I ordered this book based on a theatre review on the Milwaukee Journal-Sentinel Web site.
Before we get into what I think of the book, I’m going to do a little aside about jsonline.com, and maybe Milwaukee in general. I remember when I was in school being amazed and impressed with how many concurrent productions you could catch at the Marcus Center downtown. In the height of the season, there were sometimes three or four different plays running at the same time in different auditoriums in the same building. Basically, it’s a multiplex of drama. Not including the other troupes down in south city or the smaller groups. Man, I went to a bunch of different productions my senior year, and I loved it–and I chastised people who were eager to leave Milwaukee after the university to go places with Culture. I lived in St. Louis, and I volunteered for a theatre group for a while and supported others, but it was nothing like Milwaukee. Of course, it could simply be that the theatre groups are scattered all over St. Louis, where the cultural scene in Milwaukee has a high density downtown.
Several times a week, jsonline.com has a theatre review, where someone puts in the paper–or at least its online version–a review of a local theatre company’s current production. This, too, differs from St. Louis. The St. Louis Post-Dispatch and its online equivalent don’t bother with covering its theatre groups. That fell to smaller free newspapers in the region. Of course, I can’t compare it to Springfield, which is far smaller than Milwaukee, nor can I compare it to the Springfield News-Leader, which is essentially four twenty three year olds with Journalism degrees retyping police reports and penning a column a week on their life experiences as journalists.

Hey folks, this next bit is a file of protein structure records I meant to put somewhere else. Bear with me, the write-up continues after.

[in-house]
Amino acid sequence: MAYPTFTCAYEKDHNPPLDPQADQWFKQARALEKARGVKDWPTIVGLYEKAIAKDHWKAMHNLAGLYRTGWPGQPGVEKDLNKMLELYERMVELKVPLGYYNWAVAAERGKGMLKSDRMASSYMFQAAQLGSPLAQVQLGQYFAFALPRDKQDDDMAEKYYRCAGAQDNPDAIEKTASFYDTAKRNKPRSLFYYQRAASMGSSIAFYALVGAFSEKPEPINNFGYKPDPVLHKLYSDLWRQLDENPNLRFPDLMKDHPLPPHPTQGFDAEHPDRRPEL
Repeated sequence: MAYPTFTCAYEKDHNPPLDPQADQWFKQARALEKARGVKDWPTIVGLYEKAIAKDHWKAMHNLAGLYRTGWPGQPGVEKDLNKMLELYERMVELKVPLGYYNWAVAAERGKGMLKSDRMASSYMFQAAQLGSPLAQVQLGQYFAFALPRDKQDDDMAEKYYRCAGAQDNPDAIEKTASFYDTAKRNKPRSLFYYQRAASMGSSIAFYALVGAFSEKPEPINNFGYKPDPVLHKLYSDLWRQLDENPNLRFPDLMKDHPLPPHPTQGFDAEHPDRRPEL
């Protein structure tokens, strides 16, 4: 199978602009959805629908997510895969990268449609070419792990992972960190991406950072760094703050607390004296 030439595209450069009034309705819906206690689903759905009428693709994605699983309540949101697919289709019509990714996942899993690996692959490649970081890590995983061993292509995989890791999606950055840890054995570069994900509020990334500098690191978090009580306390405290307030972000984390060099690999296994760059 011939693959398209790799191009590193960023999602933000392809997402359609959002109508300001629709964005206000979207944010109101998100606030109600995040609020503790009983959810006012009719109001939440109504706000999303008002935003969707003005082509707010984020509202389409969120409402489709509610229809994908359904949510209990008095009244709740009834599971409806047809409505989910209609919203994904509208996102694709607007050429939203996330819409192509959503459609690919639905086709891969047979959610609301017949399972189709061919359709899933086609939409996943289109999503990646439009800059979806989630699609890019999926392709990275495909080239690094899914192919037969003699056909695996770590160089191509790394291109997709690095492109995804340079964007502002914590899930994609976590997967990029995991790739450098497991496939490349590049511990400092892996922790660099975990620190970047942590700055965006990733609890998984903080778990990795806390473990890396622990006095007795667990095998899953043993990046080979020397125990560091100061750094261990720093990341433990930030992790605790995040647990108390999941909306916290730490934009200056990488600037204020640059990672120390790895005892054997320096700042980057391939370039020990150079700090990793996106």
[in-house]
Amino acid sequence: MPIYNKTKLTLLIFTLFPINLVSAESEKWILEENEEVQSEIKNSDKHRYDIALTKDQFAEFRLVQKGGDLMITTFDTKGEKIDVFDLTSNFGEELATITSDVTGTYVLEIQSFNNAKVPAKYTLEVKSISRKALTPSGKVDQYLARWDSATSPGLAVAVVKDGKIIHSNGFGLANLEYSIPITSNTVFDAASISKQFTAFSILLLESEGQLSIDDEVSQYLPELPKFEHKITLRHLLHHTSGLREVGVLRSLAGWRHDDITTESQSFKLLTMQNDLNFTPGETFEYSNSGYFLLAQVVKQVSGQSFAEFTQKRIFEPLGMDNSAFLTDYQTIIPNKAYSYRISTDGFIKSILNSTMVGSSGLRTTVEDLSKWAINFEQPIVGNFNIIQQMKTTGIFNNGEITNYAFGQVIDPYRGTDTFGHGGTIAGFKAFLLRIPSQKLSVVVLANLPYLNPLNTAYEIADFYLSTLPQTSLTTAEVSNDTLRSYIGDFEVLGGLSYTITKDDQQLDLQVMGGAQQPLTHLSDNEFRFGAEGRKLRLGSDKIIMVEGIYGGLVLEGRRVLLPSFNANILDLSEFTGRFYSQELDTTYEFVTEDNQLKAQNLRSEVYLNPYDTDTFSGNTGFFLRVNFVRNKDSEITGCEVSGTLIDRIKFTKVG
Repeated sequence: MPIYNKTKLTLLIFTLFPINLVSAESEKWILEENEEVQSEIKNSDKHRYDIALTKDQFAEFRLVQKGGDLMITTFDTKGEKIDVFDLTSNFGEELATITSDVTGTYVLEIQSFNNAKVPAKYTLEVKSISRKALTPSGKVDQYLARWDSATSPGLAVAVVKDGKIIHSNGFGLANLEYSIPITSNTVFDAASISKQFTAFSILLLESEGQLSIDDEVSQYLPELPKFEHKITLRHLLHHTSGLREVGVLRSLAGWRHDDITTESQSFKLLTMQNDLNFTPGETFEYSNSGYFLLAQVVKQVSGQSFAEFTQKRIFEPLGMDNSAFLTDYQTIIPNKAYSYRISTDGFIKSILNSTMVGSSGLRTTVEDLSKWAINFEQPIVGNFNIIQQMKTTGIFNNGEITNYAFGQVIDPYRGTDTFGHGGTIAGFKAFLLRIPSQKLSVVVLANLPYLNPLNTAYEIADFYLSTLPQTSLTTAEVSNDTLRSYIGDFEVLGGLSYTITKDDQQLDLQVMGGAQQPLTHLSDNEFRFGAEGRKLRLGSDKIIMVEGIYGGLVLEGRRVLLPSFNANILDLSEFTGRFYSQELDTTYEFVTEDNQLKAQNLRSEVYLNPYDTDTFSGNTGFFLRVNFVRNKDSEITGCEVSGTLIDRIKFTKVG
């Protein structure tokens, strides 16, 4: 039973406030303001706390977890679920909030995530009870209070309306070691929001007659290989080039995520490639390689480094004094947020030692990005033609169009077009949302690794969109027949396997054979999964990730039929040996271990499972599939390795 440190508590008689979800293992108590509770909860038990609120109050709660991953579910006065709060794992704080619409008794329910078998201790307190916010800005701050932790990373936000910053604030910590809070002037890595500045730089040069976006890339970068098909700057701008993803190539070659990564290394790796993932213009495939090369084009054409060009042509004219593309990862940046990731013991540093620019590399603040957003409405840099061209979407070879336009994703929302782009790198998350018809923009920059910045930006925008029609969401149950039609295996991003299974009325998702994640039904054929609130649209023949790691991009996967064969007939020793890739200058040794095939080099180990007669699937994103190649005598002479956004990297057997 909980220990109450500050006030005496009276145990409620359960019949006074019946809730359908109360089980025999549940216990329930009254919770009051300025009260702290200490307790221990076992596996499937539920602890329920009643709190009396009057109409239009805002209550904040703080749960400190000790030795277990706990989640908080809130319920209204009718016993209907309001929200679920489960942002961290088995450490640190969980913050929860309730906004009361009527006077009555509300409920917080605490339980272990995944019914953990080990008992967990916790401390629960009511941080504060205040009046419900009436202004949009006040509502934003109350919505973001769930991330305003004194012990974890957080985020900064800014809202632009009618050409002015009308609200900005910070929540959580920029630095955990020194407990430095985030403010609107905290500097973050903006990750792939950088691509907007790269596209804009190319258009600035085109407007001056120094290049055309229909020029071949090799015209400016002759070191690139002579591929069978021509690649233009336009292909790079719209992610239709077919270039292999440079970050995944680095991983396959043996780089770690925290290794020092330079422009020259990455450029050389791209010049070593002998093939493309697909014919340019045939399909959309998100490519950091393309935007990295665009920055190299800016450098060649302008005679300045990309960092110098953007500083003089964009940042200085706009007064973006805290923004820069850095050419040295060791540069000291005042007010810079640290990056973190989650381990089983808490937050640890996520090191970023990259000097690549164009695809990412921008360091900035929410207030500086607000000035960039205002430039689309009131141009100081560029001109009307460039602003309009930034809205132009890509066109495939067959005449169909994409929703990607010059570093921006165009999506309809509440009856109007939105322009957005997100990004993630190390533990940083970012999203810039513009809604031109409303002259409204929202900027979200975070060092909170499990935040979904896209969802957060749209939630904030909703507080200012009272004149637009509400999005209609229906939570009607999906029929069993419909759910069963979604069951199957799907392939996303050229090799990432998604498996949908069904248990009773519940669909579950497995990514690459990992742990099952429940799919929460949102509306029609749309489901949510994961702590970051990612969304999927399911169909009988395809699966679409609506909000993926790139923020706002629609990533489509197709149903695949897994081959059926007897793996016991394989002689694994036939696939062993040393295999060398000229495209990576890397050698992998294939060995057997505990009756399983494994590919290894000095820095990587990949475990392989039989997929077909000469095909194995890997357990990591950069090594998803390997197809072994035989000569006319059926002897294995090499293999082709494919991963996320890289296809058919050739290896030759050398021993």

So I’ve been reading the theatre reviews on jsonline.com, as I said, and it’s made me excited for drama. And I read the review for this play, and I would not mind seeing it performed. So I settled for ordering it and reading it.
It’s a short play–the review mentions it’s an hour long, and that translates into 37 pages including production notes. The story unfolds in a stylized manner, with a man and a woman by a wash tub as they recount their lives together and their memories. Although it’s set in the fifties or sixties and in New Zealand, the themes stand outside the time and place–like it should in good drama and, frankly, art. It’s actually a pretty simple plot–this is a one act, after all–and it has some choreographed scenes that are but stage instruction in printed form.
So I enjoyed it. It, and the ever-present jsonline.com theatre reviews, certainly make me want to go see some drama on stage. After a couple such, I might be inclined to try my hand at writing it again.
Oh, and on a trivia note, this is not the first time I’ve reviewed a book called Skin Tight.
Books mentioned in this review: